Josh Hoyer & Soul Colossal – Natural Born Hustler | Album Review

Josh Hoyer & Soul Colossal – Natural Born Hustler

Color Red – 2021

10 tracks; 43 minutes

I have been a fan of this Nebraska-based soul band since their debut CD in 2013, a disc that earned them a nomination for New Artist Debut Album at the 2014 Blues Blast Awards. Josh wrote all the material and handles lead vocals and keyboards, Blake DeForest is on trumpet, Benjie Kushner guitar, Mike Keeling bass and Harrison Eldorado drums; additional musicians involved are Larell Ware who is behind the drum kit on four tracks, trombonists Luke Annis and Tommy Van Den Berg who play on eight and two tracks respectively, Carrie Beth Stickrod and Ally Peeler who add B/V’s to two tracks and Marina Kushner who provides strings on one cut.

Opener “Hustler” has elements of funk from Benjie’s wah-wah wash and horns that evoke Tex-Mex borders, Josh vaunting his credentials as a tough survivor in hard times. “Whisper” is a ballad with a lilting refrain beefed up by the horns on the chorus and a vocal that gets stronger and stronger as the track develops. Backing vocals feature behind Josh’s lead on the next two songs: driven by Josh’s insistent piano “Take Your Time” is classic soul, a song that could have been sung by Al Green back in the day; “Changing” builds from a gentle start to a catchy number with the drums well up in the mix, a song in which Josh sets out his philosophy on life: “Changing is the hardest thing that you will ever learn.” We then return to the funky side of things with “Sunday Lies” which has a great bass line underpinning trash-can drums and wah-wah guitar, the horns only making an appearance half way through.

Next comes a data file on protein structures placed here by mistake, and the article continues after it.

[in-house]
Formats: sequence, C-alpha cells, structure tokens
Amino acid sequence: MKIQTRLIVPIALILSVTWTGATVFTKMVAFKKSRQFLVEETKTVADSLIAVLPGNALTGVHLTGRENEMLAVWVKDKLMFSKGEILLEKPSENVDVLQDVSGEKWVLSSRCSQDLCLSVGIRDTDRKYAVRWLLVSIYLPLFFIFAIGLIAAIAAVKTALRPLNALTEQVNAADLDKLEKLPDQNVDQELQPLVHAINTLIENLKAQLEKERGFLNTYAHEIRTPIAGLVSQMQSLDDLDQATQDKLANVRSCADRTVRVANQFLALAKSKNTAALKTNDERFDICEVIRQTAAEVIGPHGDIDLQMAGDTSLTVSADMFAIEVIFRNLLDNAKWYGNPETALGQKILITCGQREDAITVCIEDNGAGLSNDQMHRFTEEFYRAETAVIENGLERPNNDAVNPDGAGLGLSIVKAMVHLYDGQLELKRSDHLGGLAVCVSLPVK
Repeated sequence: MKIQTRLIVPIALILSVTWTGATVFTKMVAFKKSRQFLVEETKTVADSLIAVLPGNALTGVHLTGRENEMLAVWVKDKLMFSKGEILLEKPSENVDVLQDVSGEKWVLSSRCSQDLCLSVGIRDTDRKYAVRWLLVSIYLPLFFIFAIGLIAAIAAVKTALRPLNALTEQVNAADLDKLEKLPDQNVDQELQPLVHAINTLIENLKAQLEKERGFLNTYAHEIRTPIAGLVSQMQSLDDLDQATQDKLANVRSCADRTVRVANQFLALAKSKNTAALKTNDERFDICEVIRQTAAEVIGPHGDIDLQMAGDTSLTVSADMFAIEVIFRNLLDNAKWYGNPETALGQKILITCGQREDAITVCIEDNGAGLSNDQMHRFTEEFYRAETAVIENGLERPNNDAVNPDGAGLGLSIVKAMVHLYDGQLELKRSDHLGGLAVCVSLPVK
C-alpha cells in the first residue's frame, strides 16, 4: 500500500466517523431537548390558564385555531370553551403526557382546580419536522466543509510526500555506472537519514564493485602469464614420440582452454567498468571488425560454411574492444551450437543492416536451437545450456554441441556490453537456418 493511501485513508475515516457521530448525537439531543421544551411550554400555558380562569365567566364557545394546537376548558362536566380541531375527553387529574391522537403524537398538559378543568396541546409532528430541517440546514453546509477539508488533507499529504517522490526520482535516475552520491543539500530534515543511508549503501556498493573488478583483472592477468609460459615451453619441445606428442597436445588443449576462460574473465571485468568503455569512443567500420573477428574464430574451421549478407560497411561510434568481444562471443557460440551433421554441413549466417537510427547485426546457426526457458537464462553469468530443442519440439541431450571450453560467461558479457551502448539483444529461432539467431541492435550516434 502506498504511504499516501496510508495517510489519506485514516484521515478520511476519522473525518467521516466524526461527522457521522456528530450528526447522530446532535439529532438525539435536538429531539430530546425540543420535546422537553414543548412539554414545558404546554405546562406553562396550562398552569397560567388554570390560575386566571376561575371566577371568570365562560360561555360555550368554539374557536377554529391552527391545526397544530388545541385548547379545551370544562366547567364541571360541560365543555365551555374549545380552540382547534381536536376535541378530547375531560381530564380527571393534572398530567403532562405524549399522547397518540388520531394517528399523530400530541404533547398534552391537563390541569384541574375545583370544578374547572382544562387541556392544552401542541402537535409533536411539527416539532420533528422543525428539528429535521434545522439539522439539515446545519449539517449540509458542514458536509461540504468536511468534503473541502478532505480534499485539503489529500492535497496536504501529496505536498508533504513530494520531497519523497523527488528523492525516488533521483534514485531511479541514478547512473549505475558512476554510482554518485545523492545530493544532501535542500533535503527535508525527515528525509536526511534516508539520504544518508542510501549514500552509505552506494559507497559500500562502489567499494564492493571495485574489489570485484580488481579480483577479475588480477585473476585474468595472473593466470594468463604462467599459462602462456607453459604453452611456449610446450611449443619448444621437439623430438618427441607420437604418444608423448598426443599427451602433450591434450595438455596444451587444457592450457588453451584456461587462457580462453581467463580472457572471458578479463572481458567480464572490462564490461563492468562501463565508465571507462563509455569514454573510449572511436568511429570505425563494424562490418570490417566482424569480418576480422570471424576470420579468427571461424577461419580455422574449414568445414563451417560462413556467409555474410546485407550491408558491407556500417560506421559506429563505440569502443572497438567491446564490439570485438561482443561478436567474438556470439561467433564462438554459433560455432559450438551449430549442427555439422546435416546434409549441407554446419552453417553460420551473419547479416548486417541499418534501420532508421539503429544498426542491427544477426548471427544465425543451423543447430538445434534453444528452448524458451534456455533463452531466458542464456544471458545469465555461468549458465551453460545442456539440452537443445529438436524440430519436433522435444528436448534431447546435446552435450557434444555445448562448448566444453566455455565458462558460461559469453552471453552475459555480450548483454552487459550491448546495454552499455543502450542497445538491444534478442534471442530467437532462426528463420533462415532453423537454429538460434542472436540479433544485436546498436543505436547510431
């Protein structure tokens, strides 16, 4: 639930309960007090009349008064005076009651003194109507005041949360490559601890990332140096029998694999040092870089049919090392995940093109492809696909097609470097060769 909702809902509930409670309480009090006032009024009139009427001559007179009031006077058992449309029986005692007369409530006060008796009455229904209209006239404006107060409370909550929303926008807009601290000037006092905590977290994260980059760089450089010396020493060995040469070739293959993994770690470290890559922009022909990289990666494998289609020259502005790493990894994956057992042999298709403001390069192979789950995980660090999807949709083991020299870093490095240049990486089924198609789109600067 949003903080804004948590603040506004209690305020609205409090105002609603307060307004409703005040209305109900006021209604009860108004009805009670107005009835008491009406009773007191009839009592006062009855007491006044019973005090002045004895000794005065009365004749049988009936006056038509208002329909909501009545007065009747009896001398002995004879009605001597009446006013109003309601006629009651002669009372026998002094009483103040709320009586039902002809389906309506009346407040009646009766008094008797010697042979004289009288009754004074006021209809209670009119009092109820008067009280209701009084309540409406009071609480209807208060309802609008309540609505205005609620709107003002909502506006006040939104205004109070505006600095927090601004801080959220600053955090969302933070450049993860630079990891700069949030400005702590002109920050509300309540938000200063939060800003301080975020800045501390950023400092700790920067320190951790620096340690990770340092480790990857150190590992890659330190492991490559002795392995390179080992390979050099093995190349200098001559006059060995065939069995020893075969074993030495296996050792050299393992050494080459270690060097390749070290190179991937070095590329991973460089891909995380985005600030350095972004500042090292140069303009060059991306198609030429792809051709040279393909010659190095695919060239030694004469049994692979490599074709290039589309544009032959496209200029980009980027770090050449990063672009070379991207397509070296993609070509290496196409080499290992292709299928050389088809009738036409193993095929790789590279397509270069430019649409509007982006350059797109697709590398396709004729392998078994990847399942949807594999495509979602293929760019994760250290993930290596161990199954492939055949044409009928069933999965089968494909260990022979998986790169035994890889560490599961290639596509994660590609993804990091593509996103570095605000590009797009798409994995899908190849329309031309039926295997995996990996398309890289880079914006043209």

The whole band really gels on “The Night”, trumpet and guitar both featured on the outro and Josh in full vocal flight. “Take My Chances” is a slightly longer cut and has another strong bass line over which the horns riff while Josh describes his attitude to life, not caring “how the dice will fall”. Strings are added to “Automatic” which risks falling into ‘crooner’ territory though the trumpet playing is sublime before a short and funky “Automatic” gets things moving again. The album closes with “Ring The Bells” which successfully combines a Memphis soul groove with gospel overtones in the uplifting lyrics.

Josh Hoyer has the sort of voice that is ideally suited to soul and Rn’B. While Natural Born Hustler possibly lacks the killer song that graced earlier albums, it is a solid piece of work with no real weaknesses, so if blue-eyed soul is your interest, check this one out.

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